E-Medical Records Get Marketing Makeover

Duke University will try to convince consumers of the benefits
When the national Do Not Call Registry began last year, tens of millions of people signed up in a matter of months. The incentive was clear: eliminating dinnertime telemarketing calls.

Duke University hopes to spark similar enthusiasm about not having to fill out the same annoying medical-history forms every time a patient sees a doctor. Last week, a team at Duke's Fuqua School of Business began evangelizing the value of electronic medical records in an effort to prompt at least 20 million people to participate in the Health Data Exchange initiative.

Duke's strategy is to build consumer interest in electronic medical records before the technology is in place to widely share them. The thinking is that the health-care industry, slow so far to embrace information technology, needs a kick-start from consumers demanding its benefits. "There's been no national market force pushing electronic health records to consumers," says Brian Baum, Duke senior scholar and director of the Health Data Exchange and former chief marketing officer at Cap Gemini Ernst & Young.

Duke's vision is a national health-data exchange that lets consumers create and access their electronic health records, Baum says. Consumers provide their medical information, which is supplemented by clinical information from doctors and health-care providers who participate in the exchange. To pay for it, Duke hopes to sell access to aggregated data to pharmaceutical companies and biomedical firms developing new products, and possibly to public-health officials. Individuals would decide whether to let their data join the aggregate pool.

The United States and United Kingdom have very different approaches to electronic records
United States United Kingdom
Privately run, state-supported health system State-run health-care system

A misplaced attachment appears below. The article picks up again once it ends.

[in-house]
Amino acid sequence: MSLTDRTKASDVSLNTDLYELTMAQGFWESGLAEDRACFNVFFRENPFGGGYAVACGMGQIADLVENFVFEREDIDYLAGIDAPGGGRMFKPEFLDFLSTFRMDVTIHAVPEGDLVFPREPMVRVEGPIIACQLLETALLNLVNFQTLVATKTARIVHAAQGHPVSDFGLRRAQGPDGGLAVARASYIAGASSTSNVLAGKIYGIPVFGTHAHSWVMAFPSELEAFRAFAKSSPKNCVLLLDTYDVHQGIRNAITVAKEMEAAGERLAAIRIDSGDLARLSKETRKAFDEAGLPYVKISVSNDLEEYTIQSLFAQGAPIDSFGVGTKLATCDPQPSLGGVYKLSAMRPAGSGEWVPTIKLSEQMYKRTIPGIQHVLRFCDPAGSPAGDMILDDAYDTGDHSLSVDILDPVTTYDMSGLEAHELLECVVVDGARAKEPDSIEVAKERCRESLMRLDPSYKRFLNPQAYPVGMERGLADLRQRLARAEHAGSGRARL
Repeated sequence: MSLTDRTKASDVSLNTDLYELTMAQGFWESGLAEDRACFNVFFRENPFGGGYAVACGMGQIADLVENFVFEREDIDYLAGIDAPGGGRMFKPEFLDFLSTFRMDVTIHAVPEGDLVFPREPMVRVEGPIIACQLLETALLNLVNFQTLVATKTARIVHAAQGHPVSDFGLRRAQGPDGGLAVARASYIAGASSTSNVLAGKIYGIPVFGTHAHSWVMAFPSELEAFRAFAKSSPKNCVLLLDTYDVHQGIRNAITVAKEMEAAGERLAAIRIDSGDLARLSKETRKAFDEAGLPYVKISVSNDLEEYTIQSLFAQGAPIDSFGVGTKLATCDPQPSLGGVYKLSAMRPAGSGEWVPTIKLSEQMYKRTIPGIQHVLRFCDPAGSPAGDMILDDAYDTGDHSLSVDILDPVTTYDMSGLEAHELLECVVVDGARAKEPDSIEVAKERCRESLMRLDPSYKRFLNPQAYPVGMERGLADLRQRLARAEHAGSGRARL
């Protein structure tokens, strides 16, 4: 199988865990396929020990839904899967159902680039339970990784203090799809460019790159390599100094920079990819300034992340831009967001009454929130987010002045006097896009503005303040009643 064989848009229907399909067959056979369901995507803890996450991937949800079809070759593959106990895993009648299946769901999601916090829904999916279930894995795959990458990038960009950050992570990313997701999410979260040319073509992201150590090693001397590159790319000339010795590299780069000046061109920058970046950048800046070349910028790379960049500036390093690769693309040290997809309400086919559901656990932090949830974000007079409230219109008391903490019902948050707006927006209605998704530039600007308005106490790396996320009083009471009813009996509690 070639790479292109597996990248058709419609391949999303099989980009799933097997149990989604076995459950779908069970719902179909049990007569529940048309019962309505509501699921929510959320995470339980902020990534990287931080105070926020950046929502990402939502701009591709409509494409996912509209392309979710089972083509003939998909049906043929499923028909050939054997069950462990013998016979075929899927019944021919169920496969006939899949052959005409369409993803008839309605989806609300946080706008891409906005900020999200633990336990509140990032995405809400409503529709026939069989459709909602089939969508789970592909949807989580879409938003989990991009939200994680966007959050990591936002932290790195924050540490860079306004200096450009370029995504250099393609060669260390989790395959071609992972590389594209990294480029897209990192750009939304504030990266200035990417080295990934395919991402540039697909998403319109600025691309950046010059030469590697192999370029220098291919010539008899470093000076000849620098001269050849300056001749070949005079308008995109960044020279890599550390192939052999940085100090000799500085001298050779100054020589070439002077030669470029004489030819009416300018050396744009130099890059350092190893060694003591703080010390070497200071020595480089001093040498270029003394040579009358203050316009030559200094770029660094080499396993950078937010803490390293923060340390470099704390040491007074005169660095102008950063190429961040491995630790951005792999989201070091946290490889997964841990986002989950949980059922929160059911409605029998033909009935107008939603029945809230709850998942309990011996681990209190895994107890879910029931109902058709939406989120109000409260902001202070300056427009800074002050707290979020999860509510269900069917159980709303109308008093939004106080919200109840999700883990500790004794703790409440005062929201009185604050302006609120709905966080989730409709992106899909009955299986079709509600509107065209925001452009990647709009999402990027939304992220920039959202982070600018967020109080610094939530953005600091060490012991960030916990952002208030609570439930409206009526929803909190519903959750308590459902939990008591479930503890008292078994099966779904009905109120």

Feds encouraging more IT; no mandate Requiring E-records; starting system in England
Funding for small pilots and a major Defense Department effort $17 billion over 10 years for massive E-records system
This consumer-led, private-sector approach to national health-care records is in stark contrast to Great Britain's strategy. The government-run health-care system for England is attempting a $17 billion IT project mandating electronic health records and creating a national network for accessing them.

The U.S. Department of Defense also is building a clinical data warehouse. Its Composite Health Care System II project will bring data from electronic medical records of nearly 9 million military personnel and their dependents into a central data warehouse, which government agencies will be able to tap to analyze trends, such as the effectiveness of medical treatments, or to monitor signs of possible epidemics, says Larry Albert, senior VP of Integic Corp., the prime contractor on the project. The government doesn't plan to give data access to private companies.

The Duke campaign will highlight the benefits of electronic health records, such as reducing repetitive paperwork for patients and possible lower costs by avoiding duplicate medical tests when doctors don't have access to paper-based records, Baum says. He wouldn't say what funding the Duke group has, but the campaign will rely foremost on businesses and groups such as the American Association of Retired Persons to spread the word.

As for the technology behind the exchange, Duke hopes to piggyback on existing pilot programs. Several regional health data-exchange efforts are far enough along to show that, while effective, technology and process hurdles await a national exchange. A central repository faces the question: Who's responsible for ensuring the data is current?

"Doctors don't want to make decisions about patients based on old information," says Phil Greene, deputy director of operations at the Santa Barbara Regional Health Authority, which runs California's Medicaid program and uses a data-exchange system operating in the Santa Barbara area.

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